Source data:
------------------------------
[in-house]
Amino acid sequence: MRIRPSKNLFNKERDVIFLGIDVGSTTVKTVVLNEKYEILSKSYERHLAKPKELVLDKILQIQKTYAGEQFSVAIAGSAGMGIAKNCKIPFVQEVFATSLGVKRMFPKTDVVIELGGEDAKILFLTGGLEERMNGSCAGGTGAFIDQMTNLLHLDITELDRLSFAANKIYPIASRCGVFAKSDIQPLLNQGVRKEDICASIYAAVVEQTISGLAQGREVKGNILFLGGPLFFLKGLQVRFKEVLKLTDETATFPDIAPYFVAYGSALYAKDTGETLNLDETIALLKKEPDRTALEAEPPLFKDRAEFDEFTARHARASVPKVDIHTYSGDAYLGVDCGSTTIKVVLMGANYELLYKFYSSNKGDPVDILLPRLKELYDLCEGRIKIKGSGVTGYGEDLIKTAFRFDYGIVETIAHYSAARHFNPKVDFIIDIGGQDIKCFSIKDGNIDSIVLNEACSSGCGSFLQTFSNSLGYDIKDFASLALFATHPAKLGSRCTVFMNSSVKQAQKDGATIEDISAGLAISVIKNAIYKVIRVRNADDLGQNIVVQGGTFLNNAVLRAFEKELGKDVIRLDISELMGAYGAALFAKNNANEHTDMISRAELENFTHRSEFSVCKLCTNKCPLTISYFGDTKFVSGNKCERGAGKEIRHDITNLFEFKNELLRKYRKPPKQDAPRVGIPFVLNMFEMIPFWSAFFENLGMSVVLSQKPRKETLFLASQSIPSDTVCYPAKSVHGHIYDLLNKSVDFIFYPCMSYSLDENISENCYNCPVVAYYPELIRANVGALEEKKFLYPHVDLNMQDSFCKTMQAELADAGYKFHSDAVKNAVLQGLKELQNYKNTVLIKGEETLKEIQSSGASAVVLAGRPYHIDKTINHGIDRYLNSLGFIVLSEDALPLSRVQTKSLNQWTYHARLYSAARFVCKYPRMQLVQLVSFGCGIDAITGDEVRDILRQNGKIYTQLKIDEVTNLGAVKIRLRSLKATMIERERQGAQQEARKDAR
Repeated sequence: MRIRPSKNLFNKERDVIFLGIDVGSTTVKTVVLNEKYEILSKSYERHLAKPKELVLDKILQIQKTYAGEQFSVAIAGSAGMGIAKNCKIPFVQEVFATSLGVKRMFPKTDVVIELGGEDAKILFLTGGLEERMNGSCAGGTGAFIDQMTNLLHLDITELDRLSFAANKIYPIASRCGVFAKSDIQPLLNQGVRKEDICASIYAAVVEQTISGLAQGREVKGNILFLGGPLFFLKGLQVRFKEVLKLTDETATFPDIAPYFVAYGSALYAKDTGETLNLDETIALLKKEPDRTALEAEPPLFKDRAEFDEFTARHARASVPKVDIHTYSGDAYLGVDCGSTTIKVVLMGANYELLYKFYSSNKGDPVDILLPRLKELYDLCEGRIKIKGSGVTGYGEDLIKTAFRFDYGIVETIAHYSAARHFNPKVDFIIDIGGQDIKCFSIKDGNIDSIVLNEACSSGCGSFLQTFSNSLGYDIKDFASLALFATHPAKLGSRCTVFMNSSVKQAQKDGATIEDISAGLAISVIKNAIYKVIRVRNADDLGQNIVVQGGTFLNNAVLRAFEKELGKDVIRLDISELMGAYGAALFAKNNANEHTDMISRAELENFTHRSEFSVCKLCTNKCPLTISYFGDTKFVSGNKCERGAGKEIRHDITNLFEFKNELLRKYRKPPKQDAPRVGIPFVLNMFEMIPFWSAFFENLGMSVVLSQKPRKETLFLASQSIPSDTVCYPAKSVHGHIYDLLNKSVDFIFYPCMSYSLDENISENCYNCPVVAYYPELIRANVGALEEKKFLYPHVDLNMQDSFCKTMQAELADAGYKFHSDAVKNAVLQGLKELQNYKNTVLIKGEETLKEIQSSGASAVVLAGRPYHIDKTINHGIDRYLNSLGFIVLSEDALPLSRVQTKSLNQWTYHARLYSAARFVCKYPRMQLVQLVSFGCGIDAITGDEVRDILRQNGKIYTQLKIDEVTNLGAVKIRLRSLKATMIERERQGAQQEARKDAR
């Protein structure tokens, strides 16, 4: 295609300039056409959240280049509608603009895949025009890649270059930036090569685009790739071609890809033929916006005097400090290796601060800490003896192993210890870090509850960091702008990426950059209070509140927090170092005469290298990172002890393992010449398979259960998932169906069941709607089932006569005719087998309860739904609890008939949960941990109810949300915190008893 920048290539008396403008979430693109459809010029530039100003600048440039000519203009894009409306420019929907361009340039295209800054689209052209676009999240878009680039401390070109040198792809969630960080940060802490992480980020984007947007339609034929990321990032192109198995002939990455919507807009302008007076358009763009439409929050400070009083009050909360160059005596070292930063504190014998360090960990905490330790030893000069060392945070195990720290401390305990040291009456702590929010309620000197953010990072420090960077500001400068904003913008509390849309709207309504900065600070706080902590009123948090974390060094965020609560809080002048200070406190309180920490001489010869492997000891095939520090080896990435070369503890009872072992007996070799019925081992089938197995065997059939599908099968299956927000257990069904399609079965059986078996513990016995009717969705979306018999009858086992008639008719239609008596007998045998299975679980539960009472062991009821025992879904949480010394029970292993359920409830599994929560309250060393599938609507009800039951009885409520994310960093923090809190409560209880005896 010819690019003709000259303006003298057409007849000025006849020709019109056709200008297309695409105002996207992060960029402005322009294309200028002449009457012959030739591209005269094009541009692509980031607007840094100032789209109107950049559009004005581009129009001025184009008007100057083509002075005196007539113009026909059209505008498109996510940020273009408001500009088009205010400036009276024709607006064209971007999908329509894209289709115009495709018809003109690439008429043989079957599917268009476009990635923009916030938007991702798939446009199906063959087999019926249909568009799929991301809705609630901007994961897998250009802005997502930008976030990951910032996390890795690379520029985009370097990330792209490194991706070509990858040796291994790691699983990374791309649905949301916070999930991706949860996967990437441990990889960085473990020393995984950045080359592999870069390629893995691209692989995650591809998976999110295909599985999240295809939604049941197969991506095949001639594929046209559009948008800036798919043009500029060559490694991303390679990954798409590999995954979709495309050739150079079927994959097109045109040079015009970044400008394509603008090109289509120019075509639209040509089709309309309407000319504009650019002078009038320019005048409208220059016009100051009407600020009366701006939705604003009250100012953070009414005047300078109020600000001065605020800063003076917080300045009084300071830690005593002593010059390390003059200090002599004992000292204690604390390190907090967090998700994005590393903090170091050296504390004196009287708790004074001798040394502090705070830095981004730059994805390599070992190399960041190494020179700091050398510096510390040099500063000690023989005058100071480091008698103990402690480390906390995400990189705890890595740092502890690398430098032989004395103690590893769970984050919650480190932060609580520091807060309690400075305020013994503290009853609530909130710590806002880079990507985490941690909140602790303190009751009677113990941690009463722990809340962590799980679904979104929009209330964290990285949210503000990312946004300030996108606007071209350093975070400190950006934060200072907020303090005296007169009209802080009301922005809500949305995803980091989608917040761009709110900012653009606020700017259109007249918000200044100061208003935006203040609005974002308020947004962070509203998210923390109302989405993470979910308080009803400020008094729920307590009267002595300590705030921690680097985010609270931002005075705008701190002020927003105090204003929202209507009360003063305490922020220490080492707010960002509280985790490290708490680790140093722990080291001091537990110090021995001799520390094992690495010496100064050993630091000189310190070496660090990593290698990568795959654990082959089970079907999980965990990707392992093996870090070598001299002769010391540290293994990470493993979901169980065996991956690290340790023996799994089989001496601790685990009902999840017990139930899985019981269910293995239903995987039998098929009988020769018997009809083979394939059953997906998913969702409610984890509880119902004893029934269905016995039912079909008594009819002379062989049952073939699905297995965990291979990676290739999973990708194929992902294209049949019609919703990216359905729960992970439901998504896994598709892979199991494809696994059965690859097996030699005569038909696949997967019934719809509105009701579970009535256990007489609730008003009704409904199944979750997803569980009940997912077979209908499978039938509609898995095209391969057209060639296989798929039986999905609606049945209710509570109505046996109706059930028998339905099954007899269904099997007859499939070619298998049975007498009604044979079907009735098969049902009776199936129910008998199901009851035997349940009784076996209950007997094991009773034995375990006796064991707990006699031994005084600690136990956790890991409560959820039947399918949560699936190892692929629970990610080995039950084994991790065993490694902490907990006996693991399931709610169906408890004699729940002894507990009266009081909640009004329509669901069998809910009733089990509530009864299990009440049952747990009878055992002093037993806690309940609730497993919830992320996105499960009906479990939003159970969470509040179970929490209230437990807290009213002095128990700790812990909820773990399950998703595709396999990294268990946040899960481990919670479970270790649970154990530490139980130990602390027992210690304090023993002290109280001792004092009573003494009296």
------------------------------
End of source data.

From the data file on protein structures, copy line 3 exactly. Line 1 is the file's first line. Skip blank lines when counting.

Repeated sequence: MRIRPSKNLFNKERDVIFLGIDVGSTTVKTVVLNEKYEILSKSYERHLAKPKELVLDKILQIQKTYAGEQFSVAIAGSAGMGIAKNCKIPFVQEVFATSLGVKRMFPKTDVVIELGGEDAKILFLTGGLEERMNGSCAGGTGAFIDQMTNLLHLDITELDRLSFAANKIYPIASRCGVFAKSDIQPLLNQGVRKEDICASIYAAVVEQTISGLAQGREVKGNILFLGGPLFFLKGLQVRFKEVLKLTDETATFPDIAPYFVAYGSALYAKDTGETLNLDETIALLKKEPDRTALEAEPPLFKDRAEFDEFTARHARASVPKVDIHTYSGDAYLGVDCGSTTIKVVLMGANYELLYKFYSSNKGDPVDILLPRLKELYDLCEGRIKIKGSGVTGYGEDLIKTAFRFDYGIVETIAHYSAARHFNPKVDFIIDIGGQDIKCFSIKDGNIDSIVLNEACSSGCGSFLQTFSNSLGYDIKDFASLALFATHPAKLGSRCTVFMNSSVKQAQKDGATIEDISAGLAISVIKNAIYKVIRVRNADDLGQNIVVQGGTFLNNAVLRAFEKELGKDVIRLDISELMGAYGAALFAKNNANEHTDMISRAELENFTHRSEFSVCKLCTNKCPLTISYFGDTKFVSGNKCERGAGKEIRHDITNLFEFKNELLRKYRKPPKQDAPRVGIPFVLNMFEMIPFWSAFFENLGMSVVLSQKPRKETLFLASQSIPSDTVCYPAKSVHGHIYDLLNKSVDFIFYPCMSYSLDENISENCYNCPVVAYYPELIRANVGALEEKKFLYPHVDLNMQDSFCKTMQAELADAGYKFHSDAVKNAVLQGLKELQNYKNTVLIKGEETLKEIQSSGASAVVLAGRPYHIDKTINHGIDRYLNSLGFIVLSEDALPLSRVQTKSLNQWTYHARLYSAARFVCKYPRMQLVQLVSFGCGIDAITGDEVRDILRQNGKIYTQLKIDEVTNLGAVKIRLRSLKATMIERERQGAQQEARKDAR